BALSAM LAKE, WIS. – The fourth day in the trial of a Minnesota man charged with fatally stabbing a fellow fisherman introduced more contradictions and confusion for jurors to sort through in deciding whether the act was criminal or self-defense.
Levi Acre-Kendall, 20, of Cambridge, Minn., is on trial in Polk County Circuit Court in Balsam Lake on one count each of first-degree reckless homicide and second-degree intentional homicide in the April 14 stabbing death of St. Croix Falls, Wis., resident Peter S. Kelly.
Kelly’s best friend, Ross Lechman, testified Monday that he, not Kelly, pushed Acre-Kendall before the stabbing. Acre-Kendall’s friend, Jacob Mossberg, testified Tuesday and Wednesday that it was Kelly, not Lechman, who pushed Acre-Kendall.
Then Acre-Kendall’s friend Steven Phillips took the witness stand Thursday and testified that Lechman was the one who pushed Acre-Kendall.
Atop contradictions about who did what and which group of men started a verbal dispute that led to the stabbing, the prosecution and defense have aggressively raised doubts about the credibility of witnesses from opposing camps.
With no dispassionate witnesses, jurors will have to sift through testimony from the victim’s and suspect’s friends laced with emotion, motive and roots that run deep.
Kelly, a 34-year-old married father of five, was stabbed once in the chest about 9:45 p.m. after he and Lechman became engaged in a dispute with Acre-Kendall and his friends along the St. Croix River in Interstate Park. Kelly and Lechman had been on the Minnesota side and grew upset with the swearing and marijuana use from Acre-Kendall’s group on the Wisconsin side.
Phillips testified that he and Acre-Kendall were watching videos on a cellphone in which a man uses the punchline “deez nutz.” Phillips said he and Acre-Kendall said the punchline out loud several times, apparently angering Kelly and Lechman.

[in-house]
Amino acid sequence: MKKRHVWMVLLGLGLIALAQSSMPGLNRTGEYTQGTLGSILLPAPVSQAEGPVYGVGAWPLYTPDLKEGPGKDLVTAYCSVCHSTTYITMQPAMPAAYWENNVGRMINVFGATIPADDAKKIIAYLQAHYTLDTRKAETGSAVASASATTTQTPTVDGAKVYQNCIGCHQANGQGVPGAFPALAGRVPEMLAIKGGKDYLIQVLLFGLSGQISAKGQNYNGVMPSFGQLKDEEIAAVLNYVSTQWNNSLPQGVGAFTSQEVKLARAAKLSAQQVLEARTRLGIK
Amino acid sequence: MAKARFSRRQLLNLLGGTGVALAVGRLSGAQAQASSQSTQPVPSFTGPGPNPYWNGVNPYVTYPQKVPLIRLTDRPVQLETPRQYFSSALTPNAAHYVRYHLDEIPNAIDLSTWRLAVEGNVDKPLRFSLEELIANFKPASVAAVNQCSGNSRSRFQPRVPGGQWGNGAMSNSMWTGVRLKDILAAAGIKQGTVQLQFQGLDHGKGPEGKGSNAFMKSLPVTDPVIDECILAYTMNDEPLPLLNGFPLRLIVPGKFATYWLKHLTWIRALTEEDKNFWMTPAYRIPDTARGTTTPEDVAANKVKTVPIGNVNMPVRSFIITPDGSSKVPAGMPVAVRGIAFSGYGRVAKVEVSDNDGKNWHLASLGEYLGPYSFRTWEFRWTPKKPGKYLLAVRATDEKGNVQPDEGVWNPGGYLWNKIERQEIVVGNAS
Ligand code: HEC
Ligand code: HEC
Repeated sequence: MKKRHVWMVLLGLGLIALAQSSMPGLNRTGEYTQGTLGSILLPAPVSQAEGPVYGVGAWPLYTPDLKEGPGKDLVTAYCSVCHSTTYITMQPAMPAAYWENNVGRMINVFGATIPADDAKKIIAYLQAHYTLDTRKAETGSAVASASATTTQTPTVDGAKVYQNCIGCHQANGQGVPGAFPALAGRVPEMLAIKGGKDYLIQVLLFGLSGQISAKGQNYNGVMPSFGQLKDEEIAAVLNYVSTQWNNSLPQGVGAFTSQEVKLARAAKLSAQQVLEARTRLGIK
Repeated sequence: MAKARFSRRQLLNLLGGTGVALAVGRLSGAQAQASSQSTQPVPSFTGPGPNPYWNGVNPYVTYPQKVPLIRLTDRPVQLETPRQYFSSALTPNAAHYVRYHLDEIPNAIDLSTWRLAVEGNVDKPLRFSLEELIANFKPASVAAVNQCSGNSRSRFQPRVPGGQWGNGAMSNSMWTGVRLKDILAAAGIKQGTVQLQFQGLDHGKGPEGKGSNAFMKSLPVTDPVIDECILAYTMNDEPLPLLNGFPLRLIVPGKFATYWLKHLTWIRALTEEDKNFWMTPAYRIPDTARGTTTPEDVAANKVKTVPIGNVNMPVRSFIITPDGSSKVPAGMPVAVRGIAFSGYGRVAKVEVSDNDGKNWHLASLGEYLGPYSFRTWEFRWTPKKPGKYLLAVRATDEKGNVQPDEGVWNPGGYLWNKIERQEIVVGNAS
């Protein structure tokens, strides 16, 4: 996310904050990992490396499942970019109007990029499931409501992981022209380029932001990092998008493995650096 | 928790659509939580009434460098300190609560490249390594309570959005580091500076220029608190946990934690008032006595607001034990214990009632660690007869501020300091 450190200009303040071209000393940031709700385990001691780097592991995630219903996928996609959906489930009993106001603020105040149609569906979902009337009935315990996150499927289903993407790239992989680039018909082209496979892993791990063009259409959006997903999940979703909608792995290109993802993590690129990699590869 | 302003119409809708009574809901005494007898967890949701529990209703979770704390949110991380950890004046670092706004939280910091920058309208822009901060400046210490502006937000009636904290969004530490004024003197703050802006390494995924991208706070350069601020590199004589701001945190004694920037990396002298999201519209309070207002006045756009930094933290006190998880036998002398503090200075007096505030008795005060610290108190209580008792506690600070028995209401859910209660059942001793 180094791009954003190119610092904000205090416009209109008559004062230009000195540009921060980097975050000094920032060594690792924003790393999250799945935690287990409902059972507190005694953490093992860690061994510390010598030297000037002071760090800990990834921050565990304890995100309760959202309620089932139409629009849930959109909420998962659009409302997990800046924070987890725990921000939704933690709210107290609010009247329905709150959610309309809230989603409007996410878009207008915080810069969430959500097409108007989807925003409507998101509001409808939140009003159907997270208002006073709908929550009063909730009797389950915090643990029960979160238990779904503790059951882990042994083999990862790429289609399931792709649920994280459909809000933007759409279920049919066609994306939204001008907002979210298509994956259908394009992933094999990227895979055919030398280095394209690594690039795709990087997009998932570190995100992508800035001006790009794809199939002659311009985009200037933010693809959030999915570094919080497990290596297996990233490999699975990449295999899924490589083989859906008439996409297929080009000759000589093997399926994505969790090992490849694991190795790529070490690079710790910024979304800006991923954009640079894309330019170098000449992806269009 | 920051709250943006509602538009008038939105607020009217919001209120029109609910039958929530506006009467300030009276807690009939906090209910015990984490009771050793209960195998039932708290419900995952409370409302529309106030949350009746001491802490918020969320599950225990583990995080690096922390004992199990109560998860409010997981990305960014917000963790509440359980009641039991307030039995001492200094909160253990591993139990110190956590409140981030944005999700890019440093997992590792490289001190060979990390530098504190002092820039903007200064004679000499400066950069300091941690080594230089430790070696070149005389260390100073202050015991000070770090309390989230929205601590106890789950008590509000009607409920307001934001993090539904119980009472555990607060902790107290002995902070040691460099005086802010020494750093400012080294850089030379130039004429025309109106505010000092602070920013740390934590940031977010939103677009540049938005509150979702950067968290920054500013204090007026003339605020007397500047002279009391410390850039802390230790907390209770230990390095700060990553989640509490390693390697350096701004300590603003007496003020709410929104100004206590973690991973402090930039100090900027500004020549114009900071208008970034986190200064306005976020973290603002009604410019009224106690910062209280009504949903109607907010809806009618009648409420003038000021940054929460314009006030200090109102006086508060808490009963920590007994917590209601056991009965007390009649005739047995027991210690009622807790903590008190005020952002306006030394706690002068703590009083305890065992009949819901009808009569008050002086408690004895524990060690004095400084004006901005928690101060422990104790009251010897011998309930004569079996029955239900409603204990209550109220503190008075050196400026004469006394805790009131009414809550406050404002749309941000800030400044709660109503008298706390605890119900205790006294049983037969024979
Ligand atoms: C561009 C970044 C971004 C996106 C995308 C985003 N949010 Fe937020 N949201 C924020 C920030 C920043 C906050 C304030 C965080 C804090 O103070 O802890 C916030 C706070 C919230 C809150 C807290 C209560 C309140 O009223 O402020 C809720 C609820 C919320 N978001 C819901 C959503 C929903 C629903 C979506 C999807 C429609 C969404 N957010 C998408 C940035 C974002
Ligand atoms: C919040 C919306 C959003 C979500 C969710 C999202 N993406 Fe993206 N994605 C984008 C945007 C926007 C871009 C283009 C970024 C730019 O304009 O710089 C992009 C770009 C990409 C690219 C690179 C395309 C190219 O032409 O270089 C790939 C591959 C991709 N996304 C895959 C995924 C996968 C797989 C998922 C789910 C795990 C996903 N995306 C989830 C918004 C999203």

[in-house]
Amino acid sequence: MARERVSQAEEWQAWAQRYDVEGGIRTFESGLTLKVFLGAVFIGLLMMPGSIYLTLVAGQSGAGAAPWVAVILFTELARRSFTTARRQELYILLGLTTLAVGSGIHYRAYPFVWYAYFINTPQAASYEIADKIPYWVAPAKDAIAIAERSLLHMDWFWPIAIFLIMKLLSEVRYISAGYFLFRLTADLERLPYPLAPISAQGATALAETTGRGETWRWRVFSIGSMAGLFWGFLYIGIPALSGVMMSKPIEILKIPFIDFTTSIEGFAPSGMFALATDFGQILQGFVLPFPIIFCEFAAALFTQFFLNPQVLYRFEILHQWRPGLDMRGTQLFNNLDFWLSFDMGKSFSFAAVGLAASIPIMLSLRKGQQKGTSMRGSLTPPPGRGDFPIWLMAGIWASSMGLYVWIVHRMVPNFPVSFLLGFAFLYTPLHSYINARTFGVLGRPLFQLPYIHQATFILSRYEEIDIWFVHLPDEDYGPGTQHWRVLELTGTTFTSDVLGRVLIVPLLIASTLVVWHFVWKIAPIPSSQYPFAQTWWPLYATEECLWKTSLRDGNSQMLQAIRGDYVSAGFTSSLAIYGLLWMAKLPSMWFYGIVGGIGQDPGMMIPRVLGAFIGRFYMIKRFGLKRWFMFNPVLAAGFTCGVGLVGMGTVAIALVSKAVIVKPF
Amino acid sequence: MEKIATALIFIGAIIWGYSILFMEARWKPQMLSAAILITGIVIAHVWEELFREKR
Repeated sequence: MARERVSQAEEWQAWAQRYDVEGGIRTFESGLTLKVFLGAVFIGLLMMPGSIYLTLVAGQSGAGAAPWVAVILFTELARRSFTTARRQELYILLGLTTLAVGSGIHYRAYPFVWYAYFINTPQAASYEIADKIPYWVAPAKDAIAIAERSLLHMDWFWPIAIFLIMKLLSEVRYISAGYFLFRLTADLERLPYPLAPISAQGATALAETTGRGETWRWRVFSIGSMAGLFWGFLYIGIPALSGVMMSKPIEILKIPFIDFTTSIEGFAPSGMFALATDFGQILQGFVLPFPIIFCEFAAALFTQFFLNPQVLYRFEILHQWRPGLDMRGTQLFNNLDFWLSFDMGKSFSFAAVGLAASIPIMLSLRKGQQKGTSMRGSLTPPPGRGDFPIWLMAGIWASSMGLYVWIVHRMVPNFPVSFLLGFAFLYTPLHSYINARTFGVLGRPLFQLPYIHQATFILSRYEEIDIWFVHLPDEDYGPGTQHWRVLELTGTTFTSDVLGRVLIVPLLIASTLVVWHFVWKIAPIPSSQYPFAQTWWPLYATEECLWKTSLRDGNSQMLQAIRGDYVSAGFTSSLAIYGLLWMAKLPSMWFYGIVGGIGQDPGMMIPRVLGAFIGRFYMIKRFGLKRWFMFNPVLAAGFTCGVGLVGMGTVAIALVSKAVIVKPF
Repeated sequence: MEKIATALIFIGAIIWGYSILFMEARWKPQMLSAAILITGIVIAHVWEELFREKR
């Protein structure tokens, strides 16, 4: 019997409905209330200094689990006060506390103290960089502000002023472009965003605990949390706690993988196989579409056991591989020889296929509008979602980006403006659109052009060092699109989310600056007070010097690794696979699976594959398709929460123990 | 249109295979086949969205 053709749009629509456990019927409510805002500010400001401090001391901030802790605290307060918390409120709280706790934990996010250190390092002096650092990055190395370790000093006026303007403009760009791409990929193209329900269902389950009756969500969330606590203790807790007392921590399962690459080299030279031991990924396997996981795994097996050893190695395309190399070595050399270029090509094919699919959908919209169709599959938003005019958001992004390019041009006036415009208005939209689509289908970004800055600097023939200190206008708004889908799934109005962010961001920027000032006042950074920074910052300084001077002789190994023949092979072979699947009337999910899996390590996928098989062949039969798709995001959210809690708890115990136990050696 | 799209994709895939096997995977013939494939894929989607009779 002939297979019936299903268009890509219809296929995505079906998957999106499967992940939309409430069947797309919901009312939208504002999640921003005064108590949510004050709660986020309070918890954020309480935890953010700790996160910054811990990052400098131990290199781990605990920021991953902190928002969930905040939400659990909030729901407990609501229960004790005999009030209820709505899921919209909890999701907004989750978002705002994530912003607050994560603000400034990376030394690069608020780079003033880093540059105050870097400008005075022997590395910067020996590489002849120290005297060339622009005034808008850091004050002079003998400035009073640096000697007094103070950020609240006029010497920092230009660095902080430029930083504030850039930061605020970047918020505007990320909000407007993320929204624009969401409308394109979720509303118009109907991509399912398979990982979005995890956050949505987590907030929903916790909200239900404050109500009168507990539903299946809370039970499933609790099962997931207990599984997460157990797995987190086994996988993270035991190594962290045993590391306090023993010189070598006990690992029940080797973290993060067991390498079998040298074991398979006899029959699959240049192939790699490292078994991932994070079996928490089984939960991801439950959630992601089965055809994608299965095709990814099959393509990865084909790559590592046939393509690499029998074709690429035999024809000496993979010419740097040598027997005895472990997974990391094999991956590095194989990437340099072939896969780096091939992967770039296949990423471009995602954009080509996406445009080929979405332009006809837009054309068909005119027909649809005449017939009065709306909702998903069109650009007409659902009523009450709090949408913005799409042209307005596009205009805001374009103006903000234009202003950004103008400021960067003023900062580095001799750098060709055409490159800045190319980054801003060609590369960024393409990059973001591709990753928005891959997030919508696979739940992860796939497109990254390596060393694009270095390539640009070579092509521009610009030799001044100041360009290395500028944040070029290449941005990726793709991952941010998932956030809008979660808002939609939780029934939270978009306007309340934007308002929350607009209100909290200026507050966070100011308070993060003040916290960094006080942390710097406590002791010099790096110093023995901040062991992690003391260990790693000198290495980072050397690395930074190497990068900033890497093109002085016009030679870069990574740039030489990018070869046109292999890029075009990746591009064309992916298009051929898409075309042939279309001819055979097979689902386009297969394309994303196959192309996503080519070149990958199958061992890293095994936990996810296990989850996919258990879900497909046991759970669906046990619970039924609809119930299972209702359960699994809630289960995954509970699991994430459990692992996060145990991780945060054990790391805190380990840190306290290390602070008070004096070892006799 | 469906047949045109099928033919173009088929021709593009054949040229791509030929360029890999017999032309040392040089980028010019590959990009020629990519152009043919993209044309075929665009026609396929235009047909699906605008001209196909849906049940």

Someone on the Minnesota side yelled something, Phillips said, and said they would be over. Acre-Kendall replied that he’d see them then.
Kelly, whose blood alcohol content tested at .043, and Lechman eventually drove over to confront Acre-Kendall, Mossberg, Phillips and another friend, Hank Michaels.
Phillips testified that once the other men announced their presence, Acre-Kendall made a comment. They identified Acre-Kendall’s voice as the one from earlier, Phillips said, and Lechman tackled him, both men falling to the ground.
Acre-Kendall took a knife out of his pocket and told Lechman and Kelly he was armed and didn’t want to fight, Phillips testified. Acre-Kendall walked toward Michaels’ car, but Kelly pursued him.
Phillips said he got into the back seat of Michaels’ car and saw Acre-Kendall getting into the front passenger seat, nearly touching the car seat, when Kelly reached in and dragged him out in a shoulder lock. Neither Lechman nor Acre-Kendall’s friends saw the stabbing.
Kelly’s friend and former wrestling coach, Daniel Clark, later testified that Kelly was “one of the greatest men that I’ve ever known.”
Clark, a teacher and coach in St. Croix Falls, said Kelly went to work early so he could help with youth and high school wrestling in the afternoon.
The prosecution rested its case on an emotional note with testimony from Kelly’s widow, Christie Kelly. She said she and the couple’s children are in counseling. “They are very grief-stricken,” she said.
She described her husband as a fun partner who was active in his children’s lives. Testimony that he used slurs and profanity and was aggressive was not like him, she said.
Outside the hearing of jurors, one of Acre-Kendall’s attorneys, Doug Hazelton, moved the court to dismiss the case for lack of evidence, a common move.
Polk County District Attorney Dan Steffen also said Wisconsin’s “castle doctrine” shouldn’t apply in Acre-Kendall’s case. Acre-Kendall’s attorneys believe he should be shielded by the law, which protects self-defense in homes, businesses and vehicles.
Judge Molly GaleWyrick said she will rule on those matters Friday. The defense will then present its case.